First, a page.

This tutorial has a detailed description of the C program structure. It's essential for you before proceeding to learn more advanced tutorials on C programming.

A C program involves the following sections:
  • Documentations (Documentation Section)
  • Preprocessor Statements (Link Section)
  • Global Declarations (Definition Section)
  • The main() function
    • Local Declarations
    • Program Statements and Expressions
  • User Defined Functions

Let's begin with a simple C program code.

Sample Code of C "Hello World" Program


/* Author:
Date: 2018-04-28
Writes the words "Hello, World!" on the screen */

int main()
    printf("Hello, World!\n");
    return 0;

Or in a different way

/* Author:
Date: 2013-11-15
Writes the words "Hello, World!" on the screen */


void main()
    printf("Hello, World!\n");

Program Output:

C program

The above example has been used to print Hello, World! Text on the screen.

Let's look into various parts of the above C program.

/* Comments */ Comments are a way of explaining what makes a program. The compiler ignores comments and is used by others to understand the code.


This is a comment block, which is ignored by the compiler. You can use comments anywhere in the program to add info about the program or code block, which will be helpful for developers to understand the existing code in the future easily.

Comments in C - Video Tutorial

Please watch this video tutorial to understand "C Comments" in more depth.

#include<stdio.h> stdio is standard for input/output, it allows us to use some functions that are included in a file called stdio.h.


This is a preprocessor command. That notifies the compiler to include the header file stdio.h in the program before compiling the source code.

int/void main() int/void is a return value, which will be explained in a while.
main() The main() is the main function where program execution begins. Every C program must contain only one main function.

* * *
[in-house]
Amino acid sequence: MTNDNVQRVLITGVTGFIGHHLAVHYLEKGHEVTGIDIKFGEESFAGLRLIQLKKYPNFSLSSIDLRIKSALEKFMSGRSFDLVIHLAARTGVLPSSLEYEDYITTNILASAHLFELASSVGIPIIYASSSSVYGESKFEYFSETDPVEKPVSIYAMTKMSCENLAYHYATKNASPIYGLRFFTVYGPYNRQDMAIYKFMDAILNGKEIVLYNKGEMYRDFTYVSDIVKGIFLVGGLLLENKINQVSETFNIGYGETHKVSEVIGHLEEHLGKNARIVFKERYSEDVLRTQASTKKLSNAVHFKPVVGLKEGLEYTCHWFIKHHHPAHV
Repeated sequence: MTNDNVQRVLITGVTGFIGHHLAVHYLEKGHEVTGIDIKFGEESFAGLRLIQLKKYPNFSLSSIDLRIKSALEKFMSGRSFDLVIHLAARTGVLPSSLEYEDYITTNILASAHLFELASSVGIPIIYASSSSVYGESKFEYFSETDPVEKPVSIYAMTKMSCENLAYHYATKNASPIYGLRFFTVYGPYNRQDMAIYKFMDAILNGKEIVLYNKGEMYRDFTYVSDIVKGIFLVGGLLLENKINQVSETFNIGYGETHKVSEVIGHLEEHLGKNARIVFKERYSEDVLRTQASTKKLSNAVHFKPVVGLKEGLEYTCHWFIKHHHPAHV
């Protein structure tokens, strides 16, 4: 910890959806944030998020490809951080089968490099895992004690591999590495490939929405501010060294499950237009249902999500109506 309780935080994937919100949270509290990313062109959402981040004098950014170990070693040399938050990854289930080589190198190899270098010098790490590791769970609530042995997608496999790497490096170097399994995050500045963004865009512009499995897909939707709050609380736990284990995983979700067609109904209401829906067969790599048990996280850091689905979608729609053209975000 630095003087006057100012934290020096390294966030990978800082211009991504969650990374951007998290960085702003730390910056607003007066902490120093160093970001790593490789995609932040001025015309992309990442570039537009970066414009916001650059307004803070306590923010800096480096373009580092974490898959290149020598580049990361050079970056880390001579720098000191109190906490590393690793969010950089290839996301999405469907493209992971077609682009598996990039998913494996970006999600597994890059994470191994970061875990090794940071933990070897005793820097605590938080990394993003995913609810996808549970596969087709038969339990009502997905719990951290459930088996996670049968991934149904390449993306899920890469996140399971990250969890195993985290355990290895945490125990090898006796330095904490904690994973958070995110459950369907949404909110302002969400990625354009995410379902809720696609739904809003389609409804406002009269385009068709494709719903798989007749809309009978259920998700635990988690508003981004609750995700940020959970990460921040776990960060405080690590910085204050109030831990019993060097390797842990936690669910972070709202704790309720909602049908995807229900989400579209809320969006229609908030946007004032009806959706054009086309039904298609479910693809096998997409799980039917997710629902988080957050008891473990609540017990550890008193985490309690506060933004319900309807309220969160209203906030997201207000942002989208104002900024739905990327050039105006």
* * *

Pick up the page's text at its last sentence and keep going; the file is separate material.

This is the main function, which is the default entry point for every C program and the void in front of it indicates that it does not return a value.

Braces Two curly brackets "{...}" group all statements.


Curly braces show how much the main() function has its scope.

printf() It is a function in C, that prints text on the screen.


This is another predefined function of C that is used to display text string on the screen.

return 0 At the end of the main function returns value 0.

Basic Structure of the C Program

The example above illustrates how a simple C program looks and how the program segment works. A C program may contain one or more sections which are figured above.

The Documentation section usually contains a collection of comment lines giving the name of the program, the author's or programmer's name, and a few other details. The second part is the link section instructs the compiler to connect to the various functions from the system library. The Definition section describes all the symbolic constants. The global declaration section defines those variables used globally within the entire program and is used in more than one function. This section also declares all the user-defined functions. Then comes the main().

All C programs must have a main() which contains two parts:

  • Declaration part
  • Execution part

The declaration part is used to declare all variables used within the program. There needs to be at least one statement in the executable part, and these two parts are declared within the opening and closing curly braces of the main(). The program's execution begins at the opening brace '{' and ends with the closing brace '}'. Also, note that all the statements in these two parts need to be terminated using semicolons.

The sub-program section deals with all user-defined functions that are called from the main(). These user-defined functions are declared and usually defined after the main() function.

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